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Author Topic: Why Pascal?  (Read 12102 times)

snorkel

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Re: Why Pascal?
« Reply #75 on: May 11, 2018, 05:53:17 pm »
This is going to make me look super old, but I learned pascal back in college circa 1992, the University I went to had the core programming courses in pascal and then you took electives for other languages like C++
I used VB for awhile and it sucked and then Delphi came on the scene around 1995 and I immediately dropped VB like it was molten lava hahah.
The best part is on windows you can still to this day make single file exes that just work, no stupid java or .net runtimes etc needed.

I then dabbled with Lazarus and when it hit 1.0 in 2012 I ported everything I had to Lazarus and FPC and have not used Delphi since.

The big corporations are consumed with web development even though it is the most insecure way to develop, I hate web development as it can be hacked in a heartbeat even if your careful and implement a CRSF token system etc.
***Snorkel***
If I forget, I always use the latest stable 32bit version of Lazarus and FPC. At the time of this signature that is Laz 1.8 and FPC 3.0.4
OS: Windows 10 64 bit

Zoran

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Re: Why Pascal?
« Reply #76 on: May 11, 2018, 06:06:26 pm »
In C++ - depending on compiler settings - it is possible to change the value of a named constant within its scope. That is basically the same as Pascal.
The big difference between const and named/typed const is memory allocation. Named consts and typed consts have an address....

You keep stressing the implementation detail (where and how these are stored internally), which is rarely important to the programmer.

Yes, it is nice to know, but much more important for the programmer is to keep distinction between what can vary (a variable) and what is constant throughout its life within its scope (a constant).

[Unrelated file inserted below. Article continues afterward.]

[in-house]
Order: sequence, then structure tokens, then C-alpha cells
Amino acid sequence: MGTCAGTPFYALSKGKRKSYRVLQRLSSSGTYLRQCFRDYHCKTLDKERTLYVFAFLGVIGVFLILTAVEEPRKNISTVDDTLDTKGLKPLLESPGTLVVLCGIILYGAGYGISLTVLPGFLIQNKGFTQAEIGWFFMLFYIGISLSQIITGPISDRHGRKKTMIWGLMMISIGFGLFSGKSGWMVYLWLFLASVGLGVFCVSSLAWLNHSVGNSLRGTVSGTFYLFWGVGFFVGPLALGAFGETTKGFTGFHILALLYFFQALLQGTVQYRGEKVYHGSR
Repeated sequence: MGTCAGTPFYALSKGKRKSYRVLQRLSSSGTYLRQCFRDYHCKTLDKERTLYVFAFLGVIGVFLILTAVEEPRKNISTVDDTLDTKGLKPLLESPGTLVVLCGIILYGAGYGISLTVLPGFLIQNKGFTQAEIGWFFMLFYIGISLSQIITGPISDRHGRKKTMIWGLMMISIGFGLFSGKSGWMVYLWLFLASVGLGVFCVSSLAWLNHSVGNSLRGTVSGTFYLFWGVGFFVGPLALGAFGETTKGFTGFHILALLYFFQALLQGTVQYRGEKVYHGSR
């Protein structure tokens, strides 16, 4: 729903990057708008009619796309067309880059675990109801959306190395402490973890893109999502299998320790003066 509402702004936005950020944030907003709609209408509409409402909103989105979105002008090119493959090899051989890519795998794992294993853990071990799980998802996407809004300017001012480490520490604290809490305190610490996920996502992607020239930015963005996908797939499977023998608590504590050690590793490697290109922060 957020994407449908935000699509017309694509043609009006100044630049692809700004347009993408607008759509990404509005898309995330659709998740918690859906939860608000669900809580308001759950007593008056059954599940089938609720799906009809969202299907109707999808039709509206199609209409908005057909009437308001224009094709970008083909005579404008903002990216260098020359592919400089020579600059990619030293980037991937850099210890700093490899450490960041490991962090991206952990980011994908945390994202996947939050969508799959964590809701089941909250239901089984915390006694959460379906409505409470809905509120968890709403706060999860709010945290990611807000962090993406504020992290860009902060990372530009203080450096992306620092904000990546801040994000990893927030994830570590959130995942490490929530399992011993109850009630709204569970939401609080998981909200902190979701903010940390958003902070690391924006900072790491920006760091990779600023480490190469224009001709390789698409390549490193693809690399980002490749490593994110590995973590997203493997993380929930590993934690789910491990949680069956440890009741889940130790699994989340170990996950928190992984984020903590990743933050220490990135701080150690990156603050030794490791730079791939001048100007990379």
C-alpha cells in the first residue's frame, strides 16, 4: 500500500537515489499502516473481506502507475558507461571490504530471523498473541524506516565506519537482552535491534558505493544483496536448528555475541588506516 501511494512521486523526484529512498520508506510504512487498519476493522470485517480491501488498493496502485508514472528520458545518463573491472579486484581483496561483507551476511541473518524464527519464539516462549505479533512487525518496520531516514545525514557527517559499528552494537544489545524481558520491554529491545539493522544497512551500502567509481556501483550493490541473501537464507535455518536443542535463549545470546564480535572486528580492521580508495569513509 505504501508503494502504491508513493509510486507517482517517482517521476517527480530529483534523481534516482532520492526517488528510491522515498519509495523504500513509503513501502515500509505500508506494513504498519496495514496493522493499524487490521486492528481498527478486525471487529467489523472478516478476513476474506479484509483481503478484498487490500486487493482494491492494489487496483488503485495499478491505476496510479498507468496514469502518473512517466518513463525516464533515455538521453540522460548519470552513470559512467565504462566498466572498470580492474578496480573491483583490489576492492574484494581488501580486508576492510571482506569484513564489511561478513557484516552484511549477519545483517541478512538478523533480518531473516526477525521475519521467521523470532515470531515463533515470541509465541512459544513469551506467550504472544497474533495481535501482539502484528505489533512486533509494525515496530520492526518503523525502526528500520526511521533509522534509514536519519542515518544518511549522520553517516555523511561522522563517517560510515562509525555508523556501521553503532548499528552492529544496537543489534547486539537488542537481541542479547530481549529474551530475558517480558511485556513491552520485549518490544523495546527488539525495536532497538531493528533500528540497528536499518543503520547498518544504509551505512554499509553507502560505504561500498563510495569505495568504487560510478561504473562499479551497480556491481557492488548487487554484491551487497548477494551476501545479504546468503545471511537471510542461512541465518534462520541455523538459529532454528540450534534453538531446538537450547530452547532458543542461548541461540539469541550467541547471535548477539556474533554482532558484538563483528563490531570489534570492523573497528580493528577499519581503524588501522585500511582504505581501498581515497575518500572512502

The much cleaner syntax would be to use the keyword var for what can vary, and reserve the const keyword for what cannot. This is a high level language after all.

Thaddy

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Re: Why Pascal?
« Reply #77 on: May 11, 2018, 08:55:00 pm »
Zoran you miss the point for typed consts. It is actually a low-level construct that pre-dates Object Pascal and makes maintaining state - like fields of a class - between function.procedure calls possible.
It is NOT a var!
Code: Pascal  [Select]
  1. {{$WRITEABLECONST ON}
  2. function countme:integer;
  3. const i:integer = 0;
  4. begin;
  5.   inc(i);
  6.   Result := i;
  7. end;
  8. var k:integer;
  9. begin
  10.   for k:= 0 to 9 do
  11.     writeln(countme);
  12. end.
It is const in the sense that it is const, not writable, outside of the scope where it is declared. A var is reset every call.
Nothing new, nothing to do with Pascal as such. It is quite a common concept in computer science, not only compiler design, but e.g. also functional design.
There is already sufficient difference between a typed const and an untyped - really an inferred const which size is usually determined based on the CPU register size! - const. And even if writableconst is selected, it still is a memory location and NOT free for the compiler to substitute with a immediate constant value. Although optimization may choose otherwise when appropiate.. The latter is real implementation detail....
« Last Edit: May 11, 2018, 09:09:40 pm by Thaddy »
Ada's daddy wrote this:"Fools are my theme, let satire be my song."

Zoran

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Re: Why Pascal?
« Reply #78 on: May 11, 2018, 10:29:08 pm »
Zoran you miss the point for typed consts. It is actually a low-level construct that pre-dates Object Pascal and makes maintaining state - like fields of a class - between function.procedure calls possible.
It is NOT a var!
Code: Pascal  [Select]
  1. {{$WRITEABLECONST ON}
  2. function countme:integer;
  3. const i:integer = 0;
  4. begin;
  5.   inc(i);
  6.   Result := i;